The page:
You sit in your dad’s passenger seat,
glancing out at the rocky outcroppings
and fields of corn and alfalfa, aware
that you’re breaking regulation,
but it’s fine—just this one time.
When you arrive at the rig,
you wait for him to back his truck into place
because that is the way you park out here,
out where the ground is trodden by steel-toed
boots, where ties and slacks are replaced
by fire-resistant shirts and heavy jeans
and an Otterbox phone case, where
waiting for an ambulance can be a death sentence.
You open the door and slip from the seat
to stare at the rig, watch it bow and raise
before stealing a glance at him, who stands
with gray and violet marring the space
beneath his eyes, lids draped with exhaustion,
skin tanned from far too many hours in the sun,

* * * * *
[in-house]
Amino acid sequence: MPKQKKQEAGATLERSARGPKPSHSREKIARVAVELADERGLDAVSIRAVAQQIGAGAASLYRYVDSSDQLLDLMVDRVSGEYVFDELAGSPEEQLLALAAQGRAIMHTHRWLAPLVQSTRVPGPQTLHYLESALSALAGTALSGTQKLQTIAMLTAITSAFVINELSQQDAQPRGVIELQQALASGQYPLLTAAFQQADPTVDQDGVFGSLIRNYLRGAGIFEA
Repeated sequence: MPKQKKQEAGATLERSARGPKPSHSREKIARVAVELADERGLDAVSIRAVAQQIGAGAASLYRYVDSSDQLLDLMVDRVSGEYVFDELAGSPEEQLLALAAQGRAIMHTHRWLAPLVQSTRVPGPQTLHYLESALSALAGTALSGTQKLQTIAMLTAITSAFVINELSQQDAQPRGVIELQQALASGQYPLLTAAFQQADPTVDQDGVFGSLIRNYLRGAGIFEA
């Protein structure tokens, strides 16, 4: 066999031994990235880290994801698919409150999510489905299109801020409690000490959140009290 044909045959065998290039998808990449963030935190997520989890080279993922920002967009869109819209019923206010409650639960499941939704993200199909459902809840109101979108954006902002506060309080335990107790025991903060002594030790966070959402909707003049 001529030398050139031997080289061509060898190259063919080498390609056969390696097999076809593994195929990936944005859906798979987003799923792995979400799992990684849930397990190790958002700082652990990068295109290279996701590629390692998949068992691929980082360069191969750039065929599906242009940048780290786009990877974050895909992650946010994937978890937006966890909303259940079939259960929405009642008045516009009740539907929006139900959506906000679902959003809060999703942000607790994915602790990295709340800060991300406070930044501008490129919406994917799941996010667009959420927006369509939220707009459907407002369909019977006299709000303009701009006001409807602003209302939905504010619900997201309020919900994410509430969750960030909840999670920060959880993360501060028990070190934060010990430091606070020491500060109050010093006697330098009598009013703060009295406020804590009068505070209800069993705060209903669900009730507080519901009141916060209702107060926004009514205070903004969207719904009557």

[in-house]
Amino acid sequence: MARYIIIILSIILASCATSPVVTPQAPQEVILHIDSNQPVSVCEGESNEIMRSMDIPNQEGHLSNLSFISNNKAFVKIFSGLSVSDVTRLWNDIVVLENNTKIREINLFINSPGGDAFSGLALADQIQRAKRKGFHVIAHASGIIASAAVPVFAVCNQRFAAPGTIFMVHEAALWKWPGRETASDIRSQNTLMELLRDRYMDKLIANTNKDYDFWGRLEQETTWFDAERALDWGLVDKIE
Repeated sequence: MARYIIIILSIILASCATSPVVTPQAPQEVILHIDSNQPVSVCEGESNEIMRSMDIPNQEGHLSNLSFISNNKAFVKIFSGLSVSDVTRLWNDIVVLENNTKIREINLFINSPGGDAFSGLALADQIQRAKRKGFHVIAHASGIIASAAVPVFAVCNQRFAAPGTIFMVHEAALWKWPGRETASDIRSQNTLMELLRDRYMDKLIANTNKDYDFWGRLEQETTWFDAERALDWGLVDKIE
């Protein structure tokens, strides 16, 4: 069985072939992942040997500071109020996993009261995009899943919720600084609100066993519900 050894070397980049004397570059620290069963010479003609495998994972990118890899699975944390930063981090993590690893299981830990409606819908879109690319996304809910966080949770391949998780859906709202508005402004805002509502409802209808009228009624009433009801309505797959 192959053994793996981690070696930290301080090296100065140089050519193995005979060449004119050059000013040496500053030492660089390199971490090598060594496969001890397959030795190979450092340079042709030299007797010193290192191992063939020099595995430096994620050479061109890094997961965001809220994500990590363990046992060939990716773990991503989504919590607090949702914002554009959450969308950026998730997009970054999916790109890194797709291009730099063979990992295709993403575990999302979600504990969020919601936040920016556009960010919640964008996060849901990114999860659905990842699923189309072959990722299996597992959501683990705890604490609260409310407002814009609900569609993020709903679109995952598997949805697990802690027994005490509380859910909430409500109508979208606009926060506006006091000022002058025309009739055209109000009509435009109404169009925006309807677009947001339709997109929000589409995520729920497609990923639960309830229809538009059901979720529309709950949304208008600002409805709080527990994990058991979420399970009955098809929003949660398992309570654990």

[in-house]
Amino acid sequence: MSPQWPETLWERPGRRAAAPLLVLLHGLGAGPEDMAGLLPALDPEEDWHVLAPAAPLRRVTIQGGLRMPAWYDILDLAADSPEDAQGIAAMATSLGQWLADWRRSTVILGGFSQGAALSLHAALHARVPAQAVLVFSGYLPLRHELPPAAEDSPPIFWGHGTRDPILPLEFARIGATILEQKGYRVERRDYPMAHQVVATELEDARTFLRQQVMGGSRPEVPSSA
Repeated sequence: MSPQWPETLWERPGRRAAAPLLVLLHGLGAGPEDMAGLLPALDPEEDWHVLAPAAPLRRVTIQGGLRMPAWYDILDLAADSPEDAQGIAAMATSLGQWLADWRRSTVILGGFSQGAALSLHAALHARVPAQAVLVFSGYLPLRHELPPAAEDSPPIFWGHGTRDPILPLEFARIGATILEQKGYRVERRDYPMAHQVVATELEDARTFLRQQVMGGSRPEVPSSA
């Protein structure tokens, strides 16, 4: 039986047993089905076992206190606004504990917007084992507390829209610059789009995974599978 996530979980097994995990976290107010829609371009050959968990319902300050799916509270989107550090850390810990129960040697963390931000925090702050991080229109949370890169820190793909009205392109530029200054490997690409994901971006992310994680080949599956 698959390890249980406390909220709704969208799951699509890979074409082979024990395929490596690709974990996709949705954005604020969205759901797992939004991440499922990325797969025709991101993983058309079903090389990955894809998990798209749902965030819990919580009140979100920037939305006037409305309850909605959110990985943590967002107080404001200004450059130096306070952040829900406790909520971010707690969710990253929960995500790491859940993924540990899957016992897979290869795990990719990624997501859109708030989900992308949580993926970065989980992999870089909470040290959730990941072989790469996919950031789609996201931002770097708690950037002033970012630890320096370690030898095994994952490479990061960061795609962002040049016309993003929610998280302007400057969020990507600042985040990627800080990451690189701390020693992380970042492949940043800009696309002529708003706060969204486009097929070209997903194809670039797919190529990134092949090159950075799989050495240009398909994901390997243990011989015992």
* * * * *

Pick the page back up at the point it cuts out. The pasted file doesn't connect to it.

the tan lines tight around his wrists
and the collar of his neck,
and you consider in those silent moments
the expense of overtime, how easy it is
to picture a work phone in his calloused hand,
how those memories are filtered through your eyes
as the daughter of a man who loves his family
enough to stand here each season regardless
of overbearing sun or heavy flurries of snow.
This you consider, not for the first time,
as the curve of a smile presses at his lips.
A proponent of ditching one's natural hair color for something a bit more creative than nature allows, Shauri occasionally writes poetry and nonfiction. Editing is her usual passion, which is why she founded the literary magazine Exposed Bone with her co-editor-in-chief. She is easily excited by travel, curry, and stingrays, and she is surprisingly feral at concerts. Find her work in Sink Hollow, Kolob Canyon Review, The Southern Quill, and forthcoming in Constellations.